HBO / NBC / Paul Spella / The Atlantic

Throughout the month of November, we’re soliciting readers’ help to definitively answer an age-old question: Who is the actual worst character on television? We reviewed your submissions, did our own research, and came up with a list of 32 characters across four different categories, who’ll go head to head over the next four weeks until one of them is crowned as the most despicable, unlikeable, flat-out awful (fictional) person on the small screen.

See the bracket in its entirety here.

The Case for Ramsay (Game of Thrones)

HBO

Why this character is the actual worst: In a show about why people in desperate times do terrible things, Ramsay Bolton does the most terrible things for no reason at all. Or, almost no reason: Ostensibly, he tortures and murders to gain leverage that might win the favor of his father. But he consistently goes beyond what’s necessary—castrating Theon, raping Sansa, feeding various maidens to various dogs, flaying people in front of their own friends and family members, close-talking and making bad jokes to anyone in earshot. His character offers the uncomfortable suggestion that cruelty—mankind’s and Game of Thrones’s—ultimately has no motive.

Worst moment/s: Offering Theon a false taste of freedom—and then turning him into a dismembered slave named Reek.

Worst trait/s: Sarcasm while performing dismemberment procedures. It’s not the time for jokes, Ramsay.

Redeeming moments/qualities: You can cut him one millimeter of slack based on the fact that his dad is Roose Bolton, who brags about raping Ramsay’s mother under the swinging corpse of her husband. —Spencer Kornhaber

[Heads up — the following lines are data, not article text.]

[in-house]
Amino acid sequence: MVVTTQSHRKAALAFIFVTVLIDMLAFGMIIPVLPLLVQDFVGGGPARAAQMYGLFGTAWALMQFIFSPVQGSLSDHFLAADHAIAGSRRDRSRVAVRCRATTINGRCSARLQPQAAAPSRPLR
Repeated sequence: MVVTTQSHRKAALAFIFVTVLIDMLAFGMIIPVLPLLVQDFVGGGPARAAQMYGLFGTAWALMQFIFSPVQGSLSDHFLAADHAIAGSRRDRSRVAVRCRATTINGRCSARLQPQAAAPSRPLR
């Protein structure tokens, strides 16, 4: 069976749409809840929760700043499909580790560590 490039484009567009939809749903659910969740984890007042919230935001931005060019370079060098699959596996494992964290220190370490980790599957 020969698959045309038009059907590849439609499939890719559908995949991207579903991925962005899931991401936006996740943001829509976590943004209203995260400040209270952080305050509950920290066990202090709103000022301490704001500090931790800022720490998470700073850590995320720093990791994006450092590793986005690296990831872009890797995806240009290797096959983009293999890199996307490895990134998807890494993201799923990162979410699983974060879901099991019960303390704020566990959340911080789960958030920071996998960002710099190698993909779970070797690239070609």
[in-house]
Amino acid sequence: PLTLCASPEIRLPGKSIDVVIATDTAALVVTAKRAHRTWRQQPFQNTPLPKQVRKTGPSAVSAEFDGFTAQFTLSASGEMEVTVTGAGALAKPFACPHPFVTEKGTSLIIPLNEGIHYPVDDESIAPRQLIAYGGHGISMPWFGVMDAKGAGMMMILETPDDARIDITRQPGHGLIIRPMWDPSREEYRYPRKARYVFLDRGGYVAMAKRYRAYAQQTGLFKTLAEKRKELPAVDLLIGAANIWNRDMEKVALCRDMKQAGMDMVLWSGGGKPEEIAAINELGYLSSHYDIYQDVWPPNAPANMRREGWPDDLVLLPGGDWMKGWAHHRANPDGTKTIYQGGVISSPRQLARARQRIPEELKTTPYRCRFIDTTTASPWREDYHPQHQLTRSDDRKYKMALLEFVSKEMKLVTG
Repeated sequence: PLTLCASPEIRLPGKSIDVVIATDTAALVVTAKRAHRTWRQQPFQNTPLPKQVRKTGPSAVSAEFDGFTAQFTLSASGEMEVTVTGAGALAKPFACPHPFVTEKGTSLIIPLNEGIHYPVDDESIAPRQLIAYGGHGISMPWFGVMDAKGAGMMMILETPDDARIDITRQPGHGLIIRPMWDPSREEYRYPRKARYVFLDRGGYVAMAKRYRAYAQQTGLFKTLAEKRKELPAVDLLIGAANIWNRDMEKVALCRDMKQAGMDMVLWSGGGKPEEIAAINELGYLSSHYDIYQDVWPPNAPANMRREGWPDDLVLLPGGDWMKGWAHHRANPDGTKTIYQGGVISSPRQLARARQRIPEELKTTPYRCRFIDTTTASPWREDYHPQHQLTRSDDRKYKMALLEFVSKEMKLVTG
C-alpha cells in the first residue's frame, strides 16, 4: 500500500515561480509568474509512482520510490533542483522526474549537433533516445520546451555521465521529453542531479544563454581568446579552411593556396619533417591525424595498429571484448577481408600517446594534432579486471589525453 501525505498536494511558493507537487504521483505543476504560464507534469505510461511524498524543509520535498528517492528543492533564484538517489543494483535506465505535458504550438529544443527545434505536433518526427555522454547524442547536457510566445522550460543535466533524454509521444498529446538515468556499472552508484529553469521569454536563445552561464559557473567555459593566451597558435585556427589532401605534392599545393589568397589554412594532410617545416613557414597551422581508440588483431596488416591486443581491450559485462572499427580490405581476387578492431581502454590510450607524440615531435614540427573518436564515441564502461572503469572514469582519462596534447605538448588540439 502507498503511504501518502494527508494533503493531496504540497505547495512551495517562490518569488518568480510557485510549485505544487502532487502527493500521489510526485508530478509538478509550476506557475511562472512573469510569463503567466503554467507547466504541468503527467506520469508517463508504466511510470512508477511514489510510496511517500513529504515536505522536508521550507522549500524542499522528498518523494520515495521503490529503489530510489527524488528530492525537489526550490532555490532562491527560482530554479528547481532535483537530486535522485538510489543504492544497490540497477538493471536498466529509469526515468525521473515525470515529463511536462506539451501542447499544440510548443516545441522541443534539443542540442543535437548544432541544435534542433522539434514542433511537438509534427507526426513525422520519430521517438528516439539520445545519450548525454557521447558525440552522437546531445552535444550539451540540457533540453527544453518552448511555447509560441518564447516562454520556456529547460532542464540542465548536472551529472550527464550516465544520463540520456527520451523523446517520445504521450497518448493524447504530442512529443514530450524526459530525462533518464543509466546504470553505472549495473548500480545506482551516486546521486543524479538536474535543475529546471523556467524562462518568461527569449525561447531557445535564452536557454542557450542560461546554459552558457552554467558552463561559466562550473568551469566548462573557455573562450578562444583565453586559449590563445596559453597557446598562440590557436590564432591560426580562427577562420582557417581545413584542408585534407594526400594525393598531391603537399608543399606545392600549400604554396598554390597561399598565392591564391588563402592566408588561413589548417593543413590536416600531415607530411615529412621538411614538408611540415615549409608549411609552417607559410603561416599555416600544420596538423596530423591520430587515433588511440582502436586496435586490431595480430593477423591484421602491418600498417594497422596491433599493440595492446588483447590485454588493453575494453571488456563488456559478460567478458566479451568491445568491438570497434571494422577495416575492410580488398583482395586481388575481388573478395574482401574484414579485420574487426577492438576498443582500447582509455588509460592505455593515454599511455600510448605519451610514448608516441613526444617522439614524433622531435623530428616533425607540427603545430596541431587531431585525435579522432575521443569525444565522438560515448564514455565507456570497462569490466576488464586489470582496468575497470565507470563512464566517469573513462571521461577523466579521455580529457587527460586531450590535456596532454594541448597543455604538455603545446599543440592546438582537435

The Case for Mason (Hannibal)

NBC

Why this character is the actual worst: He’s an arch-villain on Hannibal, and you have to be really bad to be considered the villain on a show where the hero is a villain. Mason is a pompous, spoiled millionaire who is prone to sadism and sexually assaults his poor sister Margot. Later, he has her womb removed so that she can’t produce an heir to his fortune. He also has a collection of prize hogs that he likes to feed people to.

Worst moment/s: Well, pretty much everything mentioned above would qualify, but just in case you didn’t get the picture, in an early episode Mason bullies a child into crying and literally steals his tears with a vial so that he can drink them later. Yes, Mason literally drinks children’s tears.

Worst trait/s: For all his absurd evil, Mason seems to exist to represent entitlement run wild—he commits all his evil acts simply because he can, and because he obviously feels he’s better than everyone else around him. When he meets Hannibal, he tries to run roughshod over him like everyone else, but ends up meeting a truly grisly end.

Redeeming moments/qualities: When Mason gets brutalized by Hannibal, he puts a bounty on Dr. Lecter, which is very “two wrongs make a right,” but at least he’s trying to rid the world of an evil man? Even this is a stretch. Mason has no redeeming qualities. —David Sims

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